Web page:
I’m not one to poke about garage sales, as I consider my time worth more than panning for questionably valuable knick-knacks on a definitely valuable Saturday. When I received a text during the Junior High Dance about a friend having such an event, I was hesitant. He did mention there would be books available, and therefore I agreed to make an appearance. We have similar taste in literature, and I thought it would be a good way to pick up something I had not considered.
Fortuna spun her wheel upward that day, as I set my eyes upon Steinbeck: A Life in Letters. It’s a second-hand library book, and feels delicious to the touch. Hardback with a laminated cover, it’s glossiness brings me back to the 80s and the pages are incredibly soft. I inhale its pulpy bouquet like a Cabernet. By the way, that little idiosyncrasy is bound to get me tossed out of Barnes & Noble. I’m sure of it.
Considering I have a stack of books “on deck” (so-to-speak) up to my knee, I’ll have to wait to read in toto. There’s a modern thriller a friend of mine wants me to read. Temptation got the better of me, however, and I cracked it open to a random page. I found this letter to Franklin D. Roosevelt, of all people:
August 13, 1940
Dear Mr. Roosevelt,
I assure you that if there were any alternative, I should not bother you with this letter. When you were kind enough to receive me I said I did not want a job. But after listening to the growing defeatism in the country, especially among business men, I find I have a job whether I want one or not.
When I spoke to you I said that the Germans were winning in the propaganda matters through boldness and the use of new techniques. This has also been largely true in their military activities. At the time I had been thinking that our weapons and tactics would have to come not only from the military minds but from the laboratories.
Perhaps you have heard of Dr. Melvyn Knisely, who has the chair of Anatomy at the University of Chicago. He is a remarkable scientist and an old friend of mine. discussing with him the problem of the growing Nazi power and possibilities for defense against it, he put forth an analysis and a psychological weapon which seem to me so simple and so effective, that I think it should be considered and very soon. I would take it to some one less busy than you if I knew one with imagination and resiliency enough to see its possibilities.
What I wish to ask you is this- Will you see Dr. Knisely and me in a week or ten days- see us privately and listen to this plan? Within half an hour you will know that we have an easily available weapon more devastating than many battleships or you will not like it at all. Afterwards-if you agree-we will discuss it with any one you may designate on the National Defense Council.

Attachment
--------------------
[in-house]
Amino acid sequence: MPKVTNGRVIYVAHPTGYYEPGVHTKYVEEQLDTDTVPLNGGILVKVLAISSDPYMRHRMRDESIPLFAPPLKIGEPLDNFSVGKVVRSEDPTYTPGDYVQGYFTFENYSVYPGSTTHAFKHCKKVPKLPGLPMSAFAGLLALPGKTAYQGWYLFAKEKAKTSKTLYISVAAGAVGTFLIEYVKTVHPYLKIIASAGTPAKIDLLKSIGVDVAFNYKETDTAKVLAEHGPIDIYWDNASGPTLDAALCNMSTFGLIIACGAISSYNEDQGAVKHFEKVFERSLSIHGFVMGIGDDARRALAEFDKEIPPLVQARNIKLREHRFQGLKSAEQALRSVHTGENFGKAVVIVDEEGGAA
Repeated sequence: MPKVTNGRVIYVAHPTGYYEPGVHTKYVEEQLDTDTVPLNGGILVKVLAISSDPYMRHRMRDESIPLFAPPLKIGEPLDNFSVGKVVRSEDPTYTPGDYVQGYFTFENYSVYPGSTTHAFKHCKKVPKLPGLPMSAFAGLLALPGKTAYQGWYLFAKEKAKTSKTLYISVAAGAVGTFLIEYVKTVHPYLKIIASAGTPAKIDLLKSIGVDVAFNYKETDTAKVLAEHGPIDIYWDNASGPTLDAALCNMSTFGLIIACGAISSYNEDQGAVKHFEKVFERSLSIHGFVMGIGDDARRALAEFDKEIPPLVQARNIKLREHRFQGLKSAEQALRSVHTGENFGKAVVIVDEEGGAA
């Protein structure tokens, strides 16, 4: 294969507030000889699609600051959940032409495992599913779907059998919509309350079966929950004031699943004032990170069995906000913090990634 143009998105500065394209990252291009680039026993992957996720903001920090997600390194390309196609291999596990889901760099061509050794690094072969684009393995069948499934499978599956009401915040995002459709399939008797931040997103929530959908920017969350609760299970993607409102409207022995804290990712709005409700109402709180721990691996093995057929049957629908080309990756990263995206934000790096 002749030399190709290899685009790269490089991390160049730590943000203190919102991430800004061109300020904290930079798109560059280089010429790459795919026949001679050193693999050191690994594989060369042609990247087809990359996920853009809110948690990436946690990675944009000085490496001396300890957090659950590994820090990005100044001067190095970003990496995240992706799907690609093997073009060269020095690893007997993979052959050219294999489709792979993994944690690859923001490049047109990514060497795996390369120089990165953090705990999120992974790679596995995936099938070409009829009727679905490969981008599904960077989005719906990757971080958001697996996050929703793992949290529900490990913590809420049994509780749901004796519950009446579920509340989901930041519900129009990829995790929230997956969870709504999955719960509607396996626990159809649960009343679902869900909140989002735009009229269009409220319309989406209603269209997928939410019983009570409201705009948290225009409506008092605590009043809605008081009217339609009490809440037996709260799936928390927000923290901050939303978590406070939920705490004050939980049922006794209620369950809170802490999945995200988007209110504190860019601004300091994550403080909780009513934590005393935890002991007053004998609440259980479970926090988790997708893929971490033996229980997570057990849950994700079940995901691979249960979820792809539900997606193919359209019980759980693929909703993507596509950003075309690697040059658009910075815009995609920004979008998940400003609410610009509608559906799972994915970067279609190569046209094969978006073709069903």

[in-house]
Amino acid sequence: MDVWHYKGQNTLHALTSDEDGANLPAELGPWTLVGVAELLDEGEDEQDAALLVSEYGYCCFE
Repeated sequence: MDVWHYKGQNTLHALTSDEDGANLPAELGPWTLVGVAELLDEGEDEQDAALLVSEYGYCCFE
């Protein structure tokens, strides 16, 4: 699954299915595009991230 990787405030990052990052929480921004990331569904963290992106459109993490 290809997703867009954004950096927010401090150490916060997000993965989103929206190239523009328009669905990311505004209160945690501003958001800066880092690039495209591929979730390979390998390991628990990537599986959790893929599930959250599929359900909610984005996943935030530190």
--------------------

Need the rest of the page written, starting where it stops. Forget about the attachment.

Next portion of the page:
Please forgive this informality, but frankly, I don’t know anyone else in authority whom I can address informally.
May I have a yes-no reaction to this letter at your convenience?
The rest of the story came from skeptical White House staff suggesting FDR would delegate this task to lower-level personnel. To their surprise, he agreed and saw the writer and scientist on September the 12th. The idea brought forth by Knisely was to scatter high-quality German tender over enemy lines and in copious amounts. The president was in favor of the idea, but the men in the U.S. Treasury put the kibosh on the notion. Why? It doesn’t say, but one could speculate.
This letter, in conjunction with the forward, threw me in a state of shock. This did not read like the Steinbeck I read in Of Mice and Men, The Grapes of Wrath, and The Pearl. His works read like a case of irritable bowel syndrome with flair ups occurring at a moment’s notice. They were all rough and prickly and gritty, and I pictured him wearing a grimace throughout the whole writing process. The above letter was not that at all. It was polished, genteel, and even a little reverent. On thinking about it, he was trying to be persuasive with the then President of the United States. One can’t be too cocksure and coarse with such a person, although there was that one time FDR decided to serve hot dogs to the Queen of England. Oh, Frankie, you scamp!
It does present a jarring situation for me, as I’ve now been provided with two faces of a well-known author. Steinbeck was noted to be very quiet in person, and preferred writing letters instead. He could easily write seven letters a day before starting on his regular work. It got his juices flowing. I can certainly relate to that, but it does get me to wonder. How do I want any reader to see me? Would I prefer to keep my actual personality a secret and let my books produce an idea in their heads? Would it be an exciting extra for people to know me in reality? Would it matter? Do I even have a different presence in writing versus real life?
I suppose most of this will have to be answered later, as I’m not on Steinbeck’s level. It’s still free to think about though, and an interesting set of questions at that.